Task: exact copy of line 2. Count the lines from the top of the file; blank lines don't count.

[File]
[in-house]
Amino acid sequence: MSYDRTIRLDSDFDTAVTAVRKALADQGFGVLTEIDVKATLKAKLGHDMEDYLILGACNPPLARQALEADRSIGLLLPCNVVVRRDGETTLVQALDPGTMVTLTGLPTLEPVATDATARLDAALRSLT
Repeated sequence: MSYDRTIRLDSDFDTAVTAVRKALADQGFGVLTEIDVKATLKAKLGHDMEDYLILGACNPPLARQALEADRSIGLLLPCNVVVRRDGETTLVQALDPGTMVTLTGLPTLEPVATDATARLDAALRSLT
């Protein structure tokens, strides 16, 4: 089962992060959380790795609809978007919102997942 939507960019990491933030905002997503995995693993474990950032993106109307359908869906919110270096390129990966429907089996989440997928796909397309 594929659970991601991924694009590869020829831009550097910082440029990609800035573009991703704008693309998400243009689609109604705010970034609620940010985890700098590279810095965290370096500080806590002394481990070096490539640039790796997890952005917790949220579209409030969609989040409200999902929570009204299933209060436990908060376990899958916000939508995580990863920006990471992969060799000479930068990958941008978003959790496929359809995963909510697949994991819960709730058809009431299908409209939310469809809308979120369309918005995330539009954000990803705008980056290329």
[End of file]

Amino acid sequence: MSYDRTIRLDSDFDTAVTAVRKALADQGFGVLTEIDVKATLKAKLGHDMEDYLILGACNPPLARQALEADRSIGLLLPCNVVVRRDGETTLVQALDPGTMVTLTGLPTLEPVATDATARLDAALRSLT